OhlonePar, I wish you were right. However, if you look at the chart in the print Weekly (I couldn't find it online), you'll see that the FIRST schools that will reach maximum capacity is the middle schools as a group, in 2009. NO ONE IS THINKING ABOUT THIS VULNERABLE AGE GROUP, and they should be! Lots of research has shown that overly large middle school campuses are very detrimental to the mental health of the students. The schools are growing bigger--JLS is up about 50 students this year, with over 900 projected for next year--and there's no additional classified allocation, no additional janitorial allocation, no provision for teachers to work elsewhere when classrooms are shared, just basically, no consideration at all about the overall effect of this bulging population except, "They were at 1100 before, they can get that big again."
Plus now they want portables in the middle of the highly valued and extensively used basketball courts at JLS!
Maybe the middle schools will have to grow again, but the only way it's going to work at all is if support staff keeps growing, too. And Palo Alto residents said before that they did NOT want the middle schools so large, which is why Terman came to be in the first place.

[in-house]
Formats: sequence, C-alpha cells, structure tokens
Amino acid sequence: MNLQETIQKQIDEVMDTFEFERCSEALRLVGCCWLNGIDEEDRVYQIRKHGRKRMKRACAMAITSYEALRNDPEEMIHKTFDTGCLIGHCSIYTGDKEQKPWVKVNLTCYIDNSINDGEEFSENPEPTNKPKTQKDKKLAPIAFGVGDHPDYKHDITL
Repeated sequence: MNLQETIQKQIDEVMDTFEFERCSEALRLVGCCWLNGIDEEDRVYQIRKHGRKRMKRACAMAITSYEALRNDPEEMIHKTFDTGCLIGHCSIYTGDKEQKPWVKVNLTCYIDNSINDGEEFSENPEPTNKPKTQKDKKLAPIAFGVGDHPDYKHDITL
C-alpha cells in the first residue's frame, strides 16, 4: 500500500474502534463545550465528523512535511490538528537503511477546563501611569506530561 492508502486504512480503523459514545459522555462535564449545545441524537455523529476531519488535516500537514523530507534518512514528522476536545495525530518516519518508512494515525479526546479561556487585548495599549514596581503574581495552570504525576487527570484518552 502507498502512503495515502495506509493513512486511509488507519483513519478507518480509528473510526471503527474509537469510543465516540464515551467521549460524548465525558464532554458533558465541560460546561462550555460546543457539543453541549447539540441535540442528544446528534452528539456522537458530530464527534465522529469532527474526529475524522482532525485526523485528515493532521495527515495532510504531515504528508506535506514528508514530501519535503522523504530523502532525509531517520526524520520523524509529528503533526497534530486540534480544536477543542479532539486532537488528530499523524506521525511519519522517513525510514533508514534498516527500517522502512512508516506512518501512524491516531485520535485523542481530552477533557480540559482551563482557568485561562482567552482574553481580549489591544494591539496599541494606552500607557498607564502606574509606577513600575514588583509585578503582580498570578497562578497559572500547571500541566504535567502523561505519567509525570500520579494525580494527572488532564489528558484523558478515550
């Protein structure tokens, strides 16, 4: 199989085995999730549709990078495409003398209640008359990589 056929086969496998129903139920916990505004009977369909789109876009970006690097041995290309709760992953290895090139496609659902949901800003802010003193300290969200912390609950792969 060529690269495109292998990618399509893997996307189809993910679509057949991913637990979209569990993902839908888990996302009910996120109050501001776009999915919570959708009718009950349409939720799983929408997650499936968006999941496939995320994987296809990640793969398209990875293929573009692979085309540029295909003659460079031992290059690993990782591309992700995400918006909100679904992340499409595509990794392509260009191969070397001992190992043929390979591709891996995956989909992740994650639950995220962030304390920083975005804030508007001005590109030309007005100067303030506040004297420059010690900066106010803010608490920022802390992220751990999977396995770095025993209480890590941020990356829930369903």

Your perception is widely shared, OhlonePar, and the district's complete focus on elementaries in AAAG and the high schools in the High School Task Force has left the middle schools adrift, orphaned and ignored. NOT a good thing.
I hope folks get their heads around the biggest, most imminent enrollment growth challenge: the Palo Alto middle schools. Please don't let our city's 11-14 year olds suffer from benign neglect!!
Posted by stephen levy,
a resident of University South
on May 20, 2007 at 6:35 am
The implication that housing growth is causing the majority of enrollment growth continues in several threads. Can someone in the school district give us the actual numbers of how enrollment growth is split between more school-age kids in existing homes as they turn over versus in newly built homes?